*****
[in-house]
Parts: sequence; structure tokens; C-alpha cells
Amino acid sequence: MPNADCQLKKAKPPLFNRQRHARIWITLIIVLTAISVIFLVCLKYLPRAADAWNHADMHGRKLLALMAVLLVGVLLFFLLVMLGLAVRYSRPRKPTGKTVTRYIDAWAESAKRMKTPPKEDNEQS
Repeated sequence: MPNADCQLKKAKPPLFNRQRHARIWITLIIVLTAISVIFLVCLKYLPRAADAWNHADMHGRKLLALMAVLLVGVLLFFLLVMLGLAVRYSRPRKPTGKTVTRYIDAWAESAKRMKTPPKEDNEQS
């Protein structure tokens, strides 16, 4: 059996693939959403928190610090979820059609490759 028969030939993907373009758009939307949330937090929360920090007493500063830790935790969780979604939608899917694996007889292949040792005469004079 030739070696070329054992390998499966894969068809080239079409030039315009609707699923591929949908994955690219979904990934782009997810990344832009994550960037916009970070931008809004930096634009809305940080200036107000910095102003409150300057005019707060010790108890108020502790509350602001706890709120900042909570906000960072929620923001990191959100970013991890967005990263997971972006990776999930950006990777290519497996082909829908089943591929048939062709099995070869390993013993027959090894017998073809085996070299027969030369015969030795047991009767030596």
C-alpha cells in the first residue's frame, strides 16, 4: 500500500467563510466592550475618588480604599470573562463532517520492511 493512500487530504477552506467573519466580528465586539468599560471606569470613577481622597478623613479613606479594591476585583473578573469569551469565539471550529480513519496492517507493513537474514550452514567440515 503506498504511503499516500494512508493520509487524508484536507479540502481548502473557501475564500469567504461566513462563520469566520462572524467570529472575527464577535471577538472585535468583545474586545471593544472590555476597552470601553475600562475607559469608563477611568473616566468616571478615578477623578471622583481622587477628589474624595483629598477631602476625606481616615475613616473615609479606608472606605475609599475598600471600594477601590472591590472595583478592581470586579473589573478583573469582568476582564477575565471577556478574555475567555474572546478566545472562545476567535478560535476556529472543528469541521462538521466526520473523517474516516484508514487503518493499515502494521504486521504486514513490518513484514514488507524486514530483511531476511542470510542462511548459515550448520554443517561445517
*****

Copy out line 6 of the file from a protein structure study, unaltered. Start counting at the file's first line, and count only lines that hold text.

C-alpha cells in the first residue's frame, strides 16, 4: 500500500467563510466592550475618588480604599470573562463532517520492511 493512500487530504477552506467573519466580528465586539468599560471606569470613577481622597478623613479613606479594591476585583473578573469569551469565539471550529480513519496492517507493513537474514550452514567440515 503506498504511503499516500494512508493520509487524508484536507479540502481548502473557501475564500469567504461566513462563520469566520462572524467570529472575527464577535471577538472585535468583545474586545471593544472590555476597552470601553475600562475607559469608563477611568473616566468616571478615578477623578471622583481622587477628589474624595483629598477631602476625606481616615475613616473615609479606608472606605475609599475598600471600594477601590472591590472595583478592581470586579473589573478583573469582568476582564477575565471577556478574555475567555474572546478566545472562545476567535478560535476556529472543528469541521462538521466526520473523517474516516484508514487503518493499515502494521504486521504486514513490518513484514514488507524486514530483511531476511542470510542462511548459515550448520554443517561445517